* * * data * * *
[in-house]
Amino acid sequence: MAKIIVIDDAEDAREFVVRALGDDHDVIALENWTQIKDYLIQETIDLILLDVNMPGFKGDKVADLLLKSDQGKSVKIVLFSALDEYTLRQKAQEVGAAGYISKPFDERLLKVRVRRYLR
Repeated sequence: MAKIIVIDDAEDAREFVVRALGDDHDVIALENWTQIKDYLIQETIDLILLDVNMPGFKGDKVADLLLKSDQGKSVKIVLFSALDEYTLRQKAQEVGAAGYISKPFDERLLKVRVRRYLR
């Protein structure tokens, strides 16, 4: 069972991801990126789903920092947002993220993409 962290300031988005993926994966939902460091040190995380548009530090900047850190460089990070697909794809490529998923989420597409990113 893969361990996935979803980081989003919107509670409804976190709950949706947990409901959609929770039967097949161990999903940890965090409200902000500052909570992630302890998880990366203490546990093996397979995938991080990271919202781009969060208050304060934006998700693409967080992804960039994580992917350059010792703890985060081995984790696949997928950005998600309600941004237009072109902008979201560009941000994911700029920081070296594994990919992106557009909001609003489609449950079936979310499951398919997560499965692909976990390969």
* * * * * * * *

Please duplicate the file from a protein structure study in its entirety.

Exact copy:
[in-house]
Amino acid sequence: MAKIIVIDDAEDAREFVVRALGDDHDVIALENWTQIKDYLIQETIDLILLDVNMPGFKGDKVADLLLKSDQGKSVKIVLFSALDEYTLRQKAQEVGAAGYISKPFDERLLKVRVRRYLR
Repeated sequence: MAKIIVIDDAEDAREFVVRALGDDHDVIALENWTQIKDYLIQETIDLILLDVNMPGFKGDKVADLLLKSDQGKSVKIVLFSALDEYTLRQKAQEVGAAGYISKPFDERLLKVRVRRYLR
């Protein structure tokens, strides 16, 4: 069972991801990126789903920092947002993220993409 962290300031988005993926994966939902460091040190995380548009530090900047850190460089990070697909794809490529998923989420597409990113 893969361990996935979803980081989003919107509670409804976190709950949706947990409901959609929770039967097949161990999903940890965090409200902000500052909570992630302890998880990366203490546990093996397979995938991080990271919202781009969060208050304060934006998700693409967080992804960039994580992917350059010792703890985060081995984790696949997928950005998600309600941004237009072109902008979201560009941000994911700029920081070296594994990919992106557009909001609003489609449950079936979310499951398919997560499965692909976990390969």